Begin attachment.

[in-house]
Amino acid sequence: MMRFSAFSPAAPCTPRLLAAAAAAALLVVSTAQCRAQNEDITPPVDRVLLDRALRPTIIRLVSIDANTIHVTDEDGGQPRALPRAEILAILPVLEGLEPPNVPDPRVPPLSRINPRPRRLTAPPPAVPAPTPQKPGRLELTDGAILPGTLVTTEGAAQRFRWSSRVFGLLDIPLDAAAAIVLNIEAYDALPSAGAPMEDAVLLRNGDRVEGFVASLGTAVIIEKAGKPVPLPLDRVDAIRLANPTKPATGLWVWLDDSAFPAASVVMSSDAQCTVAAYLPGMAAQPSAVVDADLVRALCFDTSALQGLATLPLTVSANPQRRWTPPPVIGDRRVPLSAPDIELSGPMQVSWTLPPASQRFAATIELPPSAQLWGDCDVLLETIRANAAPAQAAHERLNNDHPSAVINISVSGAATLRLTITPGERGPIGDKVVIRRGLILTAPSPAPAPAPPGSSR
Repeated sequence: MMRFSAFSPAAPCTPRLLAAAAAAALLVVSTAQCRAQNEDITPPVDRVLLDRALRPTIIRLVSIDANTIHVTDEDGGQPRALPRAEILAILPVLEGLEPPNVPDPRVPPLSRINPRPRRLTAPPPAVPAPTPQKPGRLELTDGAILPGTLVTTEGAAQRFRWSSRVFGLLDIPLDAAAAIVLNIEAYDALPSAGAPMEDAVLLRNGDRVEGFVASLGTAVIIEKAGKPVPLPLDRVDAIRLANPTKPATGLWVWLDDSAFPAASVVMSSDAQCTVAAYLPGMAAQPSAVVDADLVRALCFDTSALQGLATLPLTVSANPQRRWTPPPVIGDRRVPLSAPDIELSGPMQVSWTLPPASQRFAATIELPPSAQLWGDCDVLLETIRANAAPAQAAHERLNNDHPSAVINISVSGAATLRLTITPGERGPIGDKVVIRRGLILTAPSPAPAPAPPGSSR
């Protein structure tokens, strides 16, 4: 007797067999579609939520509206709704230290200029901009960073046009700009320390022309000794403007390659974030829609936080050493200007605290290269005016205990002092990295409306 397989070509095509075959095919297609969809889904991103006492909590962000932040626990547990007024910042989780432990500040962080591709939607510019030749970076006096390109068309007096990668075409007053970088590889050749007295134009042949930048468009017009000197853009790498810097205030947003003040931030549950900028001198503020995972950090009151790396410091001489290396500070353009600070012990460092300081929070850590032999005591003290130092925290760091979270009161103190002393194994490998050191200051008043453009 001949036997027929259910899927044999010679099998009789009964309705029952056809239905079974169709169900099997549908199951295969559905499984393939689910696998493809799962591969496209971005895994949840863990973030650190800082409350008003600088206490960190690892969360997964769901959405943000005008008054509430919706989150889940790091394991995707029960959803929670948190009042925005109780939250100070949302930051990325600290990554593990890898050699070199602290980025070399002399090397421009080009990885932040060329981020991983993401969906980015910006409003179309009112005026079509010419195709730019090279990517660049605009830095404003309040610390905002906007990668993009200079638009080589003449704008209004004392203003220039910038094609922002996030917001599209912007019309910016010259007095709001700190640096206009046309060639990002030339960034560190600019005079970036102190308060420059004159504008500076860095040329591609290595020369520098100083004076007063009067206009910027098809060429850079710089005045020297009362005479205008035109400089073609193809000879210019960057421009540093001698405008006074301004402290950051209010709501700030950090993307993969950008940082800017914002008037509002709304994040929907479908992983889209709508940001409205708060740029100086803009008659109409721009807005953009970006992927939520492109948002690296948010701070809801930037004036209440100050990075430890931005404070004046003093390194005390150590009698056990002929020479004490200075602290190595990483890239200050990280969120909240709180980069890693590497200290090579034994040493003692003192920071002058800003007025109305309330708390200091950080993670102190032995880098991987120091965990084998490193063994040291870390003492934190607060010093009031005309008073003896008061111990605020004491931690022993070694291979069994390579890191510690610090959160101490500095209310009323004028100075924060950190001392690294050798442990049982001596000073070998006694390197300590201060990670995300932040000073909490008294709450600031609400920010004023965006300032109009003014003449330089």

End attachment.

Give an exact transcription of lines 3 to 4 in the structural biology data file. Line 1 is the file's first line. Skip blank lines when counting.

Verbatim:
Repeated sequence: MMRFSAFSPAAPCTPRLLAAAAAAALLVVSTAQCRAQNEDITPPVDRVLLDRALRPTIIRLVSIDANTIHVTDEDGGQPRALPRAEILAILPVLEGLEPPNVPDPRVPPLSRINPRPRRLTAPPPAVPAPTPQKPGRLELTDGAILPGTLVTTEGAAQRFRWSSRVFGLLDIPLDAAAAIVLNIEAYDALPSAGAPMEDAVLLRNGDRVEGFVASLGTAVIIEKAGKPVPLPLDRVDAIRLANPTKPATGLWVWLDDSAFPAASVVMSSDAQCTVAAYLPGMAAQPSAVVDADLVRALCFDTSALQGLATLPLTVSANPQRRWTPPPVIGDRRVPLSAPDIELSGPMQVSWTLPPASQRFAATIELPPSAQLWGDCDVLLETIRANAAPAQAAHERLNNDHPSAVINISVSGAATLRLTITPGERGPIGDKVVIRRGLILTAPSPAPAPAPPGSSR
């Protein structure tokens, strides 16, 4: 007797067999579609939520509206709704230290200029901009960073046009700009320390022309000794403007390659974030829609936080050493200007605290290269005016205990002092990295409306 397989070509095509075959095919297609969809889904991103006492909590962000932040626990547990007024910042989780432990500040962080591709939607510019030749970076006096390109068309007096990668075409007053970088590889050749007295134009042949930048468009017009000197853009790498810097205030947003003040931030549950900028001198503020995972950090009151790396410091001489290396500070353009600070012990460092300081929070850590032999005591003290130092925290760091979270009161103190002393194994490998050191200051008043453009 001949036997027929259910899927044999010679099998009789009964309705029952056809239905079974169709169900099997549908199951295969559905499984393939689910696998493809799962591969496209971005895994949840863990973030650190800082409350008003600088206490960190690892969360997964769901959405943000005008008054509430919706989150889940790091394991995707029960959803929670948190009042925005109780939250100070949302930051990325600290990554593990890898050699070199602290980025070399002399090397421009080009990885932040060329981020991983993401969906980015910006409003179309009112005026079509010419195709730019090279990517660049605009830095404003309040610390905002906007990668993009200079638009080589003449704008209004004392203003220039910038094609922002996030917001599209912007019309910016010259007095709001700190640096206009046309060639990002030339960034560190600019005079970036102190308060420059004159504008500076860095040329591609290595020369520098100083004076007063009067206009910027098809060429850079710089005045020297009362005479205008035109400089073609193809000879210019960057421009540093001698405008006074301004402290950051209010709501700030950090993307993969950008940082800017914002008037509002709304994040929907479908992983889209709508940001409205708060740029100086803009008659109409721009807005953009970006992927939520492109948002690296948010701070809801930037004036209440100050990075430890931005404070004046003093390194005390150590009698056990002929020479004490200075602290190595990483890239200050990280969120909240709180980069890693590497200290090579034994040493003692003192920071002058800003007025109305309330708390200091950080993670102190032995880098991987120091965990084998490193063994040291870390003492934190607060010093009031005309008073003896008061111990605020004491931690022993070694291979069994390579890191510690610090959160101490500095209310009323004028100075924060950190001392690294050798442990049982001596000073070998006694390197300590201060990670995300932040000073909490008294709450600031609400920010004023965006300032109009003014003449330089």